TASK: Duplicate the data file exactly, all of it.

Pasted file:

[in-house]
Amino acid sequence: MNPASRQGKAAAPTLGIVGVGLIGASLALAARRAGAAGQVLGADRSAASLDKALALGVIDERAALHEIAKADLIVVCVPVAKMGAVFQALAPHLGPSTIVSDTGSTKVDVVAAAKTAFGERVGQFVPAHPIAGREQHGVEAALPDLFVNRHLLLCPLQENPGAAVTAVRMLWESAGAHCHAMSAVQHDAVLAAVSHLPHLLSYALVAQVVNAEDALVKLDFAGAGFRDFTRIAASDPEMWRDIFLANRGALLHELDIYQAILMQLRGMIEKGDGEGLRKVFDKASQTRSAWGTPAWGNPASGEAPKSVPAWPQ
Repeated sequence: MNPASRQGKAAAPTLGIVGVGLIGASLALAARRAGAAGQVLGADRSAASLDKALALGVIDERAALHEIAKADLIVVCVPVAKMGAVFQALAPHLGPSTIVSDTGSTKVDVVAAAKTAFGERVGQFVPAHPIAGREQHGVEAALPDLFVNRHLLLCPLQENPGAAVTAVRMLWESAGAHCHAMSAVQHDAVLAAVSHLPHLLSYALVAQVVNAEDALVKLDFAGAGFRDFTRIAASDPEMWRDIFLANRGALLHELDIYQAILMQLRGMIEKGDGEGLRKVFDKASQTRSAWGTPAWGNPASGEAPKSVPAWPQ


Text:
[in-house]
Amino acid sequence: MNPASRQGKAAAPTLGIVGVGLIGASLALAARRAGAAGQVLGADRSAASLDKALALGVIDERAALHEIAKADLIVVCVPVAKMGAVFQALAPHLGPSTIVSDTGSTKVDVVAAAKTAFGERVGQFVPAHPIAGREQHGVEAALPDLFVNRHLLLCPLQENPGAAVTAVRMLWESAGAHCHAMSAVQHDAVLAAVSHLPHLLSYALVAQVVNAEDALVKLDFAGAGFRDFTRIAASDPEMWRDIFLANRGALLHELDIYQAILMQLRGMIEKGDGEGLRKVFDKASQTRSAWGTPAWGNPASGEAPKSVPAWPQ
Repeated sequence: MNPASRQGKAAAPTLGIVGVGLIGASLALAARRAGAAGQVLGADRSAASLDKALALGVIDERAALHEIAKADLIVVCVPVAKMGAVFQALAPHLGPSTIVSDTGSTKVDVVAAAKTAFGERVGQFVPAHPIAGREQHGVEAALPDLFVNRHLLLCPLQENPGAAVTAVRMLWESAGAHCHAMSAVQHDAVLAAVSHLPHLLSYALVAQVVNAEDALVKLDFAGAGFRDFTRIAASDPEMWRDIFLANRGALLHELDIYQAILMQLRGMIEKGDGEGLRKVFDKASQTRSAWGTPAWGNPASGEAPKSVPAWPQ